People need deadlines. Tell them you need it next week and it won’t happen. Tell them the following Thursday you need it tomorrow and it happens. We had to go into over forty Facebook groups fairly regularly and chase people because there were deadlines, ie the baton arriving. Set deadlines of when you want stuff returned / raffle prizes collected / posts published.
A bit like the playing to strengths thing above. Listen to what people have to contribute and be open to the idea of changing how you do things based on that person’s ideas. For Team Honk the three of us really batted ideas about and when one of us said “I think we should do this, this would be brilliant” if one of the others said “sounds great but how about we do it this wasy because then we can do this” we listened. And invariably it worked better.
Don’t be afraid to ask. What’s the worst that can happen.
This is actually happened in a pub during a team meeting that the Milton Keynes gang held when they were planning their part of a Team Honk fundraising route:
I wish we could have something ridiculous like an elephant
Why don’t we phone Woburn Safari Park?
cue team member picking up phone and calling them
Hi yeah, could we borrow an elephant for an hour for a charity thing we are doing?
You need public liability insurance? For five million quid? Hmmmm let me come back to you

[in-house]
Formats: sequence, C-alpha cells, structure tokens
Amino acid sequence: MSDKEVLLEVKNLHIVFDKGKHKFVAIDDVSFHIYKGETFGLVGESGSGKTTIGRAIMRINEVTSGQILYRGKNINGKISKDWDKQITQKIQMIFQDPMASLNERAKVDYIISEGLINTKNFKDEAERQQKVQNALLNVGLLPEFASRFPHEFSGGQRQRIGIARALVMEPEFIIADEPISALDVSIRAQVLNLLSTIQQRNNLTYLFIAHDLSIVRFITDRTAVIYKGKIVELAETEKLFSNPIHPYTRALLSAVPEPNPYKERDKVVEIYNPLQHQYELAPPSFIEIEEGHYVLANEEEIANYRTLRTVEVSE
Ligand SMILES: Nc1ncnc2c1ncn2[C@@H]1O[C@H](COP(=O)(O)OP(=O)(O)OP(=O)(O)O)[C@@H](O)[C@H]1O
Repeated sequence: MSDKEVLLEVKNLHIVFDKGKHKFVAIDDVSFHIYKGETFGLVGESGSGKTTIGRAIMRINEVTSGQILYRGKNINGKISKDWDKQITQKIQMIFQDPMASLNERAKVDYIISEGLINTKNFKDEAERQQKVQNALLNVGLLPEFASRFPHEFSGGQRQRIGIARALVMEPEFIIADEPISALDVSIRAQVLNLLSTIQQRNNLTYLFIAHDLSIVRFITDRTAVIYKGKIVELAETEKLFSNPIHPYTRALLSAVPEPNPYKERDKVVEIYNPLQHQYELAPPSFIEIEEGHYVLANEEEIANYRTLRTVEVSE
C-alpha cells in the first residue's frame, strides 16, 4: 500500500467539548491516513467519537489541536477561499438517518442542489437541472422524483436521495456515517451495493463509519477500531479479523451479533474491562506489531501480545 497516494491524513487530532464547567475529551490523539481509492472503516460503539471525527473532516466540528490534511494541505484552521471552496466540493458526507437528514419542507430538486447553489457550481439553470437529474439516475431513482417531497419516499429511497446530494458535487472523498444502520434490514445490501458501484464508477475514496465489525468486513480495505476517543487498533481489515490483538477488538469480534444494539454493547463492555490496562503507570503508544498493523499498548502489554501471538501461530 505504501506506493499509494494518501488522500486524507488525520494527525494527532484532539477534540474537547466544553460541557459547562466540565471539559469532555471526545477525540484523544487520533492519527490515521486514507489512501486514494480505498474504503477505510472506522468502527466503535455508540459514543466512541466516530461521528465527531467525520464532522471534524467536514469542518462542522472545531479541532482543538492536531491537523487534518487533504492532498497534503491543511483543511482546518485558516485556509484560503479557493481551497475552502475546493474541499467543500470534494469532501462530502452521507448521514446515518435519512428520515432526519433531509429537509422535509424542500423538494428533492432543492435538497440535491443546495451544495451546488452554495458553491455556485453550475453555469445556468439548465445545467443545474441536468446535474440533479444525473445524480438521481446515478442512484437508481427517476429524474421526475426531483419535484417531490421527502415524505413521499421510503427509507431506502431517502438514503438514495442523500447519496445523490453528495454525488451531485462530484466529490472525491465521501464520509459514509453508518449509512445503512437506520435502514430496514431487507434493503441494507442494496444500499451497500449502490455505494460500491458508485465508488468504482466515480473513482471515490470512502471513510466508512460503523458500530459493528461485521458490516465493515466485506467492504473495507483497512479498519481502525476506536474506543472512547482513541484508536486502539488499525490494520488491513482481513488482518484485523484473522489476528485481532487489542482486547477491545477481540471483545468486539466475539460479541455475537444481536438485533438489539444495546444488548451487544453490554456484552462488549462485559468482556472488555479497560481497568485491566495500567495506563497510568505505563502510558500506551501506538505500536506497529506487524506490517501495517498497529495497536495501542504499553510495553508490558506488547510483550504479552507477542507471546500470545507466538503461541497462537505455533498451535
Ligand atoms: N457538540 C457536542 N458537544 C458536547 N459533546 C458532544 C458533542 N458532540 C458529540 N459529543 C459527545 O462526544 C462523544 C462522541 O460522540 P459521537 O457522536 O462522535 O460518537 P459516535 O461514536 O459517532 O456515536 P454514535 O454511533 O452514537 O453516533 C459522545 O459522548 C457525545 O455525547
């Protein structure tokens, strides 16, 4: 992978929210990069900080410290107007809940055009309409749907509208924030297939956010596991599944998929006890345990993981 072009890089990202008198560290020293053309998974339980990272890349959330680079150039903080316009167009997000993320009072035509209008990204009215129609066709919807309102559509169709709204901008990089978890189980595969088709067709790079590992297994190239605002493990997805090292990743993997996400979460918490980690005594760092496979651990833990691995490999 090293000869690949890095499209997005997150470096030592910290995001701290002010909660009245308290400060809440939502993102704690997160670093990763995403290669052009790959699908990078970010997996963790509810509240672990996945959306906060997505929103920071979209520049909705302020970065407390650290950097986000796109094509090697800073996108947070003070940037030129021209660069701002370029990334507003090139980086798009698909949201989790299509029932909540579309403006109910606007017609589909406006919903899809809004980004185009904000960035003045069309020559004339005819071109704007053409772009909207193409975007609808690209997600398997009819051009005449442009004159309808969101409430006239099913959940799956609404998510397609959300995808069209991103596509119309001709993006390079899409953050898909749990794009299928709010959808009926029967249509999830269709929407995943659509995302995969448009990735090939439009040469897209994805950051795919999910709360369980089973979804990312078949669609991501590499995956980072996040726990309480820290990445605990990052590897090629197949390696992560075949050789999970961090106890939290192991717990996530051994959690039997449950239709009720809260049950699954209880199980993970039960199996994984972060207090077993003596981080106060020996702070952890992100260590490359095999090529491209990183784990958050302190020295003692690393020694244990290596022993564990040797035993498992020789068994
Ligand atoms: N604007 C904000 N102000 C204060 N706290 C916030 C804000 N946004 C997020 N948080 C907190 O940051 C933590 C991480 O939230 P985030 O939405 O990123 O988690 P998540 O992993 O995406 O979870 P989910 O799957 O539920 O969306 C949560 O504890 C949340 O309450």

cue staring at other members of the team
I run a photography company, I have public liability insurance for a million, let me call my insurer and increase it.
cue phone call and payment of £30
Hi Woburn. About the elephant, can we come next Tuesday?
Job done. If you don’t ask you don’t get. We found that time and time again on the relay. We asked and people fell over themselves trying to help us.
Hi Honda, this is a really cheeky question but we met at Mumsnet and I am doing this charity thing next month which means being away from home for a week and leaving my husband and two children without a car. In return for masses of social media love is there anything you could do? Love Annie
Hi Annie, sure, we can give you a car for a week with a tank of fuel, drop it off at your house and pick up. Love Honda
Now if you had said to me a year ago that companies would work that way I would have laughed in your face. But honestly that is what happened. We asked. They helped.
Elephants in rooms
Talking of elephants. If you are talking about raising money for breast cancer research, you sort of need to talk about breast cancer. Or your friend that died. Or the member of your group that has just had a mastectomy. Or is having chemo. Of if you raising money for Sands, you need to talk about your friend that has had the miscarriage. With respect obviously. But you need to talk about the issue and why this means so much to you. As I said at the time, don’t be afraid to talk to Jennie about Matlida if you are helping her and the Lullaby Trust. We have to talk about this painful topics as it makes what we are doing real, and make sense.
And my final piece of advice?
Don’t sit on a panel with some notes you have scribbled and then half an hour in, when listening to one of the other panellists, think “oh no, is the note I scribbled in an earlier session in this notepad now visible to the audience?”: